LANDOVER -- The Washington Bullets displayed all the growing pains and inconsistencies of a young, inexperienced team in their home debut last night, blowing an eight-point lead in the fourth quarter to bow to the Orlando Magic, 103-98, before a sellout crowd of 18,756.
Just as they did in losing their road opener in Charlotte, 126-119, Friday night, the Bullets wasted numerous chances in crunch time through turnovers and missed scoring opportunities. They scored only three points in the last five minutes.
A layup by reserve guard Chris Corchiani put the Magic ahead, 99-97, and Pervis Ellison, who sat out most of the first half in foul trouble, then missed two free throws and a chance to tie with 62 seconds remaining.
The most impressive rookie was Orlando's Shaquille O'Neal, the 7-foot-1, 270-pound center from LSU who was the first player chosen in the 1992 draft.
O'Neal scored 22 points and grabbed 15 rebounds to give the Magic its second straight victory. He also intimidated the Bullets on the inside, causing them to repeatedly hurry their shots while also blocking four shots.
O'Neal, who had 12 points and 18 rebounds in his NBA debut, finished the first half with 16 points and nine boards.
"He showed me he's going to be a great player," said Ellison, who got into early foul trouble defending O'Neal and finished with only eight points on 4-for-12 shooting.
"He's got tremendous size. . . . We know he can shoot, rebound and block shots. By double-teaming him most of the night, we tried to make him prove he can pass, too. When he gets that down, he'll be unstoppable."
O'Neal said: "Earlier this season, coach [Matt Goukas] sat me down and told me my role was to rebound, block shots or change the shot. He also told me to score around the basket."
But it was Corchiani, who was playing for the Raleigh Bullfrogs in the Global Basketball League this time last year, who burned the Bullets down the stretch.
Washington had moved ahead, 94-86, on rookie Don MacLean's baseline jumper with 5 minutes and 24 seconds left when Corchiani, filling in for starter Scott Skiles, went to work.
He scored seven points in the next four minutes on short jumpers and layups, beating both Michael Adams and Brent Price off the dribble, to put the Magic ahead to stay.
"That was part Corchiani and part our [poor] defense," said Bullets coach Wes Unseld. "We were trying to get the ball out of Nick Anderson's hands, but we allowed Corchiani to go right down the lane without contesting him."
The Bullets still had several chances to pull even in the closing minutes, but had a turnover by Adams, three missed free throws and a block by O'Neal on Rex Chapman's layup attempt with 42 seconds left and Washington trailing, 100-97.
The Bullets started and ended the game again exhibiting shortcomings with their half-court game. This was particularly evident in the first quarter when the motion offense was non-existent.
"We've got a lot of shooters on this team," said Adams, "but to make our offense work, people have to set picks, and no one was doing that in the first quarter."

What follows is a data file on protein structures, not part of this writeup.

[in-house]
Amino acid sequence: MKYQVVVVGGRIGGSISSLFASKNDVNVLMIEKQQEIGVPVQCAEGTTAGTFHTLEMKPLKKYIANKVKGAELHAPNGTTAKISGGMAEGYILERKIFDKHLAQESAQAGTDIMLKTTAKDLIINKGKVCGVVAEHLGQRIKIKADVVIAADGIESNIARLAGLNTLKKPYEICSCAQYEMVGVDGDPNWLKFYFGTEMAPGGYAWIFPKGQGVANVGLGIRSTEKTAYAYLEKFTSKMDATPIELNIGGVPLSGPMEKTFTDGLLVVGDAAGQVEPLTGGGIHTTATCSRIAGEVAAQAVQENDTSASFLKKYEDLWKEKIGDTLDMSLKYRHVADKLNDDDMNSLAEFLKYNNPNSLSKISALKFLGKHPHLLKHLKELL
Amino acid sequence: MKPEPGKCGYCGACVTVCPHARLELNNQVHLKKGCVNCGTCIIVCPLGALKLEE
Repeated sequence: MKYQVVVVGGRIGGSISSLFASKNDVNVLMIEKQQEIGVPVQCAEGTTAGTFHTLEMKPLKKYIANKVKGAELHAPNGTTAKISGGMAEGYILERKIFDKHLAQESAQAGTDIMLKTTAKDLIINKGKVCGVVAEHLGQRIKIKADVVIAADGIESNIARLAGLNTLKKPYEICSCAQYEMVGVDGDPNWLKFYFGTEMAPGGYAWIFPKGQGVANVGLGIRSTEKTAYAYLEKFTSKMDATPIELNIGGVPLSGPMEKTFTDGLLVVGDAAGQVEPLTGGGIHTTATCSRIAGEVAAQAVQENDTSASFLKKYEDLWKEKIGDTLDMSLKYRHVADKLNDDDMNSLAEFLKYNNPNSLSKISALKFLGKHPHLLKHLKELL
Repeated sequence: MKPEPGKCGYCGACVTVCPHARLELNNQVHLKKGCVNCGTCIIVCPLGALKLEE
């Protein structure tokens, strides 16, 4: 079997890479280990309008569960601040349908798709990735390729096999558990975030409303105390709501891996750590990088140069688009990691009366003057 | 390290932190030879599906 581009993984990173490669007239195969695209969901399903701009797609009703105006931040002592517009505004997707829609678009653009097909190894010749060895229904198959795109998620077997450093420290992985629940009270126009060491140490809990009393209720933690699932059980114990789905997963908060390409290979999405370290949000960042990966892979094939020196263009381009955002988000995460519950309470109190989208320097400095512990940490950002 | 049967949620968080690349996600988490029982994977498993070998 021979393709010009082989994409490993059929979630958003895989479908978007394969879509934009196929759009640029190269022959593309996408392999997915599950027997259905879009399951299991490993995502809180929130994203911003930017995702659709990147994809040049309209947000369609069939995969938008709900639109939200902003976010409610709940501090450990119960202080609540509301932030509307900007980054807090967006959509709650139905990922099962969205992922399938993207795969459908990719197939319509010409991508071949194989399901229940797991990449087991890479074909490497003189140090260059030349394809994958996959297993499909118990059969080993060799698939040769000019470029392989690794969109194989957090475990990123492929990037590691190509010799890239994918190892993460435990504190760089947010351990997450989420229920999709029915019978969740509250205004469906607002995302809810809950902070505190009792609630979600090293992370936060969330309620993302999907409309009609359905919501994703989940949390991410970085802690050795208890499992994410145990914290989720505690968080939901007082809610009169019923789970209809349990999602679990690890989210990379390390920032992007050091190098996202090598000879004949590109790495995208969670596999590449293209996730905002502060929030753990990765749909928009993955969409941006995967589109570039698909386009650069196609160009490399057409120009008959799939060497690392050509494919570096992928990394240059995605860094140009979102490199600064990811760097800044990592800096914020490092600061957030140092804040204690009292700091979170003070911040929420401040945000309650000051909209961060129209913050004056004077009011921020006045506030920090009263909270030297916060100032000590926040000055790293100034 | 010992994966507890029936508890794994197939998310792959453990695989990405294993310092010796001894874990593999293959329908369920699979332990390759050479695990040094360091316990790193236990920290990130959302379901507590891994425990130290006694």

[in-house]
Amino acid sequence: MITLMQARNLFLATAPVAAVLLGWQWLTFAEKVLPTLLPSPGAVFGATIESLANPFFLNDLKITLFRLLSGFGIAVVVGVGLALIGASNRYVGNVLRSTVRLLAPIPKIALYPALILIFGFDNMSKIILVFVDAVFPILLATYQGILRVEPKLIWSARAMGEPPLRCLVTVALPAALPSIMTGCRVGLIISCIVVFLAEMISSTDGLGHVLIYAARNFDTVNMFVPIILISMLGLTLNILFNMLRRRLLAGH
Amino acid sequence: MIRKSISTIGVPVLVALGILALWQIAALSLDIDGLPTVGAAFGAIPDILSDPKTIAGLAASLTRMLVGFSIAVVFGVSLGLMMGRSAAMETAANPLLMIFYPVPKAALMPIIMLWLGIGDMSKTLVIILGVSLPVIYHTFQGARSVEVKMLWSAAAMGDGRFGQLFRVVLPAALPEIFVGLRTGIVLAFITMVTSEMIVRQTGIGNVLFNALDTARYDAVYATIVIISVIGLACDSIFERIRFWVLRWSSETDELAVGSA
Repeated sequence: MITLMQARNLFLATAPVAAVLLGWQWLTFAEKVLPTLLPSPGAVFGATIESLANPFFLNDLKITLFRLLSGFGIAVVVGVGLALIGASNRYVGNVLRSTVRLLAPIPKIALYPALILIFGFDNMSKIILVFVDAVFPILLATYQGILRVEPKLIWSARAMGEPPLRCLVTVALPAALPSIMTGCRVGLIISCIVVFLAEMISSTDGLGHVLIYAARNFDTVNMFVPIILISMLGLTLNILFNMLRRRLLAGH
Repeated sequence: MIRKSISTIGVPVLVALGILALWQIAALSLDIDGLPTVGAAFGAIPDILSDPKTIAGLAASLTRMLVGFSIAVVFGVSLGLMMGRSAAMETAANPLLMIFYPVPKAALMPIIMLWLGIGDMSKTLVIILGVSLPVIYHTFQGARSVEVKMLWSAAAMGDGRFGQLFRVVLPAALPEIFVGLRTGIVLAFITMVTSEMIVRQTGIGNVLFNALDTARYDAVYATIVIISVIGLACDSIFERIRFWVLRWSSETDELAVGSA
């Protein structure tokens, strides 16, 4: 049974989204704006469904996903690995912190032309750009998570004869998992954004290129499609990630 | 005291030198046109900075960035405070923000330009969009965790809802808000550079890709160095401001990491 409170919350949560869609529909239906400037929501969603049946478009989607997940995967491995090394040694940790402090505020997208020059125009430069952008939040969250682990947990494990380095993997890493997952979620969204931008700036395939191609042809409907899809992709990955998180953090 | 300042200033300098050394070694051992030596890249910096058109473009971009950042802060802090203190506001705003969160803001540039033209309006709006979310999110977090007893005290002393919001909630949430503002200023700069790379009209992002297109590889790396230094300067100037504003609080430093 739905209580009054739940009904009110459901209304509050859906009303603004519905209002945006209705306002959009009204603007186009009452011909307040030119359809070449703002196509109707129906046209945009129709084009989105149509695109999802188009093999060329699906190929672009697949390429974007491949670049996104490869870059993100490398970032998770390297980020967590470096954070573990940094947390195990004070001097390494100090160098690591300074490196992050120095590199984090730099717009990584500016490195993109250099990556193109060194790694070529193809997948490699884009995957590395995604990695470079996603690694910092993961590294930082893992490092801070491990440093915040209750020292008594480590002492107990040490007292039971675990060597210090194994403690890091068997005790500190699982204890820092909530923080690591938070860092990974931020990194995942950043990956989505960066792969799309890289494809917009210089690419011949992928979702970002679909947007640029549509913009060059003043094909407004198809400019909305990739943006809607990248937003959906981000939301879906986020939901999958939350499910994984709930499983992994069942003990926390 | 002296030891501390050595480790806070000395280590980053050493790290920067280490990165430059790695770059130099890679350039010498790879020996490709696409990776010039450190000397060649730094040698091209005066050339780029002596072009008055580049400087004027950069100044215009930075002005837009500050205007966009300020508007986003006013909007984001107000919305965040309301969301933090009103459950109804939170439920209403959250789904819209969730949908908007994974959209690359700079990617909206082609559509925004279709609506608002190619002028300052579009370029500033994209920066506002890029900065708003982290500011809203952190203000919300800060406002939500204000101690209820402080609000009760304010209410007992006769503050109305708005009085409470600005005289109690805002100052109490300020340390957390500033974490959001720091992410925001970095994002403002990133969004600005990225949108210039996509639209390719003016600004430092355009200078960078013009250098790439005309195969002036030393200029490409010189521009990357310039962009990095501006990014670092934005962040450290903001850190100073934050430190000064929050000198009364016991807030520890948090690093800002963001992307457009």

It was an especially frustrating night for lottery pick Tom Gugliotta who had looked so impressive against Charlotte. The former North Carolina State star quickly followed Ellison to the bench in the first half and scored only four points (1-for-6 shooting) in his Capital Centre debut.
One game into the season, the Magic was forced to make a change in its starting lineup. Jeff Turner replaced Terry Catledge at power forward. Catledge, a former Bullet, suffered a bruised ,, rib in the opening night victory over Miami.
Unseld kept the same lineup he used in losing the road opener to Charlotte. Unseld used an unusual defensive matchup, starting Chapman against small forward Dennis Scott and using Harvey Grant to police Anderson, who scored a career-high 42 against Miami.
But the troublesome matchup found Ellison guarding O'Neal, who drew two fouls on the Bullets center in the first five minutes, forcing Ellison to the bench.
Washington made only three of its first 11 shots, allowing Orlando to jump out to a 9-6 lead. Grant's spinning jumper tied it at 10, but the Magic kept going inside to O'Neal for easy baskets.
A foul line jumper by Buck Johnson, acquired as a free agent this summer, gave the Bullets the lead at 15-14. A rotating defense against O'Neal allowed Scott and Turner to break loose for layups as the Magic bounced back on top, 22-19, at the end of the first quarter.
NOTES: Former Maryland and Arizona forward Brian Williams, now with the Magic, is still perplexed by recurring dizzy spells that plagued him throughout the off-season. He left last night's game complaining of dizziness with two minutes remaining in the first half and did not return. "I haven't felt completely right for one day," said Williams, who was in uniform last night. A low grade infection and a protein problem was discovered after Williams again experienced lightheadedness before Friday night's opening game against Miami. He has been diagnosed as having an irregular heartbeat and possible anemia. Williams is taking different medication for protein, his heart problem, an iron deficiency and dehydration. "Until he's healthy, he won't be able to give us a complete effort," said team trainer Lenny Currier. "He's got a lack of energy on the floor." Just before training camp began, Williams dropped a weight on his big toe and suffered a fracture that kept him out of action the entire camp and for the first three preseason games. He played only two
minutes against the Heat on Friday.